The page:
Second issue: the survival of liberalism. Here is a quote from an article by Edward Skidelsky about political philosopher Leo Strauss, "father of neoconservatism", in the current issue of Prospect magazine (a political and social monthly): "The trouble with liberalism is that it tends to relativise all ideals, to reduce them to mere opinions. Sacrifice becomes impossible, and politics in the true sense gives way to economic management. As a result, human beings sink into a purely private existence [...] New sources of idealism are urgently needed to counteract this rot." (p. 36); "But the neoconservative cure is, alas, worse than this disease. For the sad fact is that historical guilt is now all that remains of the political conscience of the west." (p.37)
Obviously, the astronautical perspective revolutionises political philosophy, because it places humanity in its true context in astronomical space and evolutionary time. Whereas primitive societies concocted a sense of authority by imagining an all-powerful alien being that was supposed to have created their world, modern global society has a far more reliable external framework in the scientific accounts of astronomy and biology. Yet all too often writers on this subject focus on the misinterpretation of science which suits an anti-progressive stance -- that science reduces us to mere mechanisms in an absurd and purposeless universe.
So, to repeat: the concept of human civilisation -- based on reason, science and industry -- expanding into space can save liberal political values, by placing them in their true cosmic context. This should be the essence of the coming 21st-century Enlightenment, complementing and completing the Enlightenment begun in the 18th century.
Both Richard Dawkins and Daniel Dennett have recently issued hard-hitting attacks on religion. Judging from what I have heard so far of their TV series and book, they have little to say on astronomy or astronautics. It will therefore be no wonder if their arguments carry little weight.
But astronautical values are only relevant if they lead to tangible material gain.
Modern global civilisation was not created by any selfless desire for pure knowledge or for new horizons. On the contrary: it was created by the lust for gold, silver, furs, spices, silks, slaves, coffee, tea, sugar, coal, iron, and so on, and at the same time by great-power conflicts among Protestant Britain and Holland, Catholic France, Spain and Portugal, and the Islamic Middle East. In other words: profits and power.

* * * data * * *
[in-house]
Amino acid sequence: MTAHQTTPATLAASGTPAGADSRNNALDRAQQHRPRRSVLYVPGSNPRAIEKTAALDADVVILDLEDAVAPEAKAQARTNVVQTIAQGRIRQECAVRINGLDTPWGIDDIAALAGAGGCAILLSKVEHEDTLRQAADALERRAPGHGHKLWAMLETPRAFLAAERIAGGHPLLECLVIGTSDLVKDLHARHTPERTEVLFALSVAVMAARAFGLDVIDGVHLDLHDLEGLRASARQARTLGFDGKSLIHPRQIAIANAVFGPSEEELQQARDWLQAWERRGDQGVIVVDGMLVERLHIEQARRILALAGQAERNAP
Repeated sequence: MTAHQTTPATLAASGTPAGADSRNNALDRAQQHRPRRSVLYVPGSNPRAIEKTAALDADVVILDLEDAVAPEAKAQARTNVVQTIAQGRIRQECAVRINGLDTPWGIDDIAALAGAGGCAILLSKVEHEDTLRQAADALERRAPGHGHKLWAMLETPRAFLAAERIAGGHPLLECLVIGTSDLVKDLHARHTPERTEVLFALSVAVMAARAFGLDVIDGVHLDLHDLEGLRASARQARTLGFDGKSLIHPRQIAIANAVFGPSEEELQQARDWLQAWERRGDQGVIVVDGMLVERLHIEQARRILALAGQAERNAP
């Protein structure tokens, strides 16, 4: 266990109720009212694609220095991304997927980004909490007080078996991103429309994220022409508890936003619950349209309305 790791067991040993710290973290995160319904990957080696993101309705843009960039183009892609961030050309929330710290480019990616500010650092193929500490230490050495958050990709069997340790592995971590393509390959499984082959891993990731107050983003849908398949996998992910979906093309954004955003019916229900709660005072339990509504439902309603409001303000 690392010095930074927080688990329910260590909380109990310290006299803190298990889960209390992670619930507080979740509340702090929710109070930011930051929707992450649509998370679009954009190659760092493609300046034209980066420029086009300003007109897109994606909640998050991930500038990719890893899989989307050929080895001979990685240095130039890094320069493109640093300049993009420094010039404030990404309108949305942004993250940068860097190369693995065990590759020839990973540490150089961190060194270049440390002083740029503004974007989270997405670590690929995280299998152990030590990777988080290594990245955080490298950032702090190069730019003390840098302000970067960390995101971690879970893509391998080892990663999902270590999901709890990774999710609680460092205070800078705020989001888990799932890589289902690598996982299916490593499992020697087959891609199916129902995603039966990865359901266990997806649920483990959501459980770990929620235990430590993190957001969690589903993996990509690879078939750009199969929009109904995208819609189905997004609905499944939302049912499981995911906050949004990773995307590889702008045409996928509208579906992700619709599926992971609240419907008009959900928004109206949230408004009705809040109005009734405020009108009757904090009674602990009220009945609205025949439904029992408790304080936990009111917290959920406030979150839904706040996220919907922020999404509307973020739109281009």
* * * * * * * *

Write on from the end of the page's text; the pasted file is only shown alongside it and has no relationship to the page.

In the same way, the multi-global society of the future will not be created by Cassini-Huygens or any number of MERs or ExoMars rovers. It will not even be created by adding one or two UK astronauts to the roster on the ISS.
Multi-globalisation -- and the consequent securing of the future of liberal industrial civilisation -- will only come about if people can express their lust for profits through large-scale solar industrial power, asteroidal volatiles and precious metals, lunar silicon and oxygen, and orbital and lunar tourism operated at a level of at least a million passengers per year.
This is not the time to be conservationist about the material and energy resources just above our heads -- unless we are content to see space exploration peter out as the pressure builds up on Western governments from environmental pessimists, religious puritans, and all the rest of Earth's domestic woes.
-- Stephen Ashworth
David Ashford of Bristol Spaceplanes says: "BROHP is the best three-day space event on the planet."
Alan Bond of Reaction Engines (and co-inventor of the Skylon spaceplane) referred to BROHP as "Three of the most worthwhile days in the UK Space calendar."
This year's conference of the British Rocketry Oral History Project (BROHP) will take place from 6 to 8 April at Charterhouse School, near Godalming in Surrey, UK.
This year the emphasis is "Europe, Education and Development", and the organisers are trying to target teachers and educators.
Highlights this year will include:
To enquire about the event, or to obtain a registration form, e-mail
Astronautical Evolution is an e-mail newsletter devoted to news and comment from an astronautical evolutionist perspective. To subscribe / unsubscribe / contribute / comment, please e-mail Stephen Ashworth, sa(at)astronist.demon.co.uk.